Each year, Ben decides on some type of woodworking project to keep himself occupied during the winter months. In the fall, we had found an interesting looking table in a magazine and I suggested he try to make it. So, he went out and purchased the wood with no problem as we have a couple of places right near us that supply many different types of wood and he new exactly what kind he was looking for.
As you can see, the girls were a big help in assisting me with photographing!
The top of the table is made out of Butternut wood. I had never heard of this type of wood before...so here is a bit of background information about it:
Butternut (Juglans cinerea), also known as white walnut and oil nut, grows in a northern range from southern New Brunswick in Canada to the North Carolina mountains and west to eastern Minnesota. The tree never appears in stands, but occurs sparsely in rich, moist bottomland soils. A medium-sized tree, butternut generally grows 30-50' in height and to a trunk diameter of 1-3'. But in prime forest conditions, it can reach 80-100' and diameters of 4', For instance, the largest butternut on the Na tional Register of Big Trees stands 88' tall. At a distant glance, butternut resembles black walnut in shape, although it never grows as tall and tends to spread more. And the bark has a gray color instead of the dark brown of black walnut. The alternate, frondlike leaves are 15-30" long and have as many as 17 pointed leaflets, that on the underside, are sticky to the touch. Butternut trees produce oblong nuts with thick, leathery husks and sweet, oily kernels that squirrels love. The nuts drop simultaneously with the leaves in the the fall. Butternut's coarse, straight grained wood features a light tan color and a beautiful luster. At 27 pounds per cubic foot air-dried, butternut weighs less than black walnut. It's also softer, less durable, and not as strong. In stability, the two are equal. (source: google)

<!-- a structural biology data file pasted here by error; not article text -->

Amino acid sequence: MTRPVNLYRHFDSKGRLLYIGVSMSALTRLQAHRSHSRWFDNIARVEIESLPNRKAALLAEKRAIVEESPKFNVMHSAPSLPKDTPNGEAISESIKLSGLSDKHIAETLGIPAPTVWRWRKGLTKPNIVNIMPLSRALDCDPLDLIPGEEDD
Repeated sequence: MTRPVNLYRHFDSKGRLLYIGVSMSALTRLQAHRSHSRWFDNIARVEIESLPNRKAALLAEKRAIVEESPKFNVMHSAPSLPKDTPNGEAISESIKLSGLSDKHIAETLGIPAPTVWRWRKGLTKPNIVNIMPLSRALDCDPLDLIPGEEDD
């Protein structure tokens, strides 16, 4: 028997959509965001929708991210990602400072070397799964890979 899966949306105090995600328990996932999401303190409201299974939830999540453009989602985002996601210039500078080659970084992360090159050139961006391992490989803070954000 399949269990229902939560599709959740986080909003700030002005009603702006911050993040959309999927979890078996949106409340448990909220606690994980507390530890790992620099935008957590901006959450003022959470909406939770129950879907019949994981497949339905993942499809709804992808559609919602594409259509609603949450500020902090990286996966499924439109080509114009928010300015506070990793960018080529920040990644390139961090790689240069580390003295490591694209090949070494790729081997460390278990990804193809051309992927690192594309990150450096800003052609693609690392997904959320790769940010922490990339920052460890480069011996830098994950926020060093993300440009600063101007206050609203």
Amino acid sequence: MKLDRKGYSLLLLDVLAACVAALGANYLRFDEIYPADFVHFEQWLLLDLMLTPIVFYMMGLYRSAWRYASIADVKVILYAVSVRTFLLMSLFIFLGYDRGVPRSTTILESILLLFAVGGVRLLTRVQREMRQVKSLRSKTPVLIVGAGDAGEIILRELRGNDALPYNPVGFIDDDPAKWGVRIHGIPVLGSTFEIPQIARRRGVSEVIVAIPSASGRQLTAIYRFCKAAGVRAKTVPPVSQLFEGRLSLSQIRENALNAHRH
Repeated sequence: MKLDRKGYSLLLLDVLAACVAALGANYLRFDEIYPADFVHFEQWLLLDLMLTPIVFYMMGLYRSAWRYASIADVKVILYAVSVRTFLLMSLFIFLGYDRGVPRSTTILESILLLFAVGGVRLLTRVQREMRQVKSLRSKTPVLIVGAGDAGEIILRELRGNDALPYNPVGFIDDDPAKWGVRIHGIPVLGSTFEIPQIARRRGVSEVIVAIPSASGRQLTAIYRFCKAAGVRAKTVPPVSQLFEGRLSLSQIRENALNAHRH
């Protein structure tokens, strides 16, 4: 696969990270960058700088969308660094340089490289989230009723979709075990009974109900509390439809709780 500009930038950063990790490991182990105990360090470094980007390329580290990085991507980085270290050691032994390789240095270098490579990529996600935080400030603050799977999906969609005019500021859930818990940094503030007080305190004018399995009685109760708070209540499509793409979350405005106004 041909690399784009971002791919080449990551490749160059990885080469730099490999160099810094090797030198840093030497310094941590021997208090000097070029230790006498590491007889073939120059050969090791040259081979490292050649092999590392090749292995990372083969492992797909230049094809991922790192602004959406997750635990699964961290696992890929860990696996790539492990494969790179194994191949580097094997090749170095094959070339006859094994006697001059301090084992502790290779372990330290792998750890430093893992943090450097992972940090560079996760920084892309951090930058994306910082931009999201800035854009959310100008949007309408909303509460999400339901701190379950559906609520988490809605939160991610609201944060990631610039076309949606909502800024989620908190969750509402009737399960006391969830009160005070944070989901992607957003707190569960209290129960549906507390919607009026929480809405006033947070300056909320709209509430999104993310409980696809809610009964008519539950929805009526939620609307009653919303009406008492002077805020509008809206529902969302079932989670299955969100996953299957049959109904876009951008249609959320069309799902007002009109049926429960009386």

The legs of the table are made out of Oak. The most difficult piece of this project was finding the glass! We needed a particular kind of glass because we wanted it to be blue in color and the glass needed to be cut in a unique pattern to match the woodgrain...resembling water. We were able to locate a glass cutter not too far away and he followed the pattern Ben made him perfectly. We are very happy with the way that the table turned out. The color of the glass is called Caribbean Blue and it is the exact color to match the cottage. This table will be the new coffee table at the cottage.
When I relocate in a couple of months to the cottage...I will show some photos of how it looks there!
The table in the magazine was selling for $4000. Ben was able to make it for about $300...not including the labor of course! Now I just have to find something else to keep in occupied for the rest of the winter!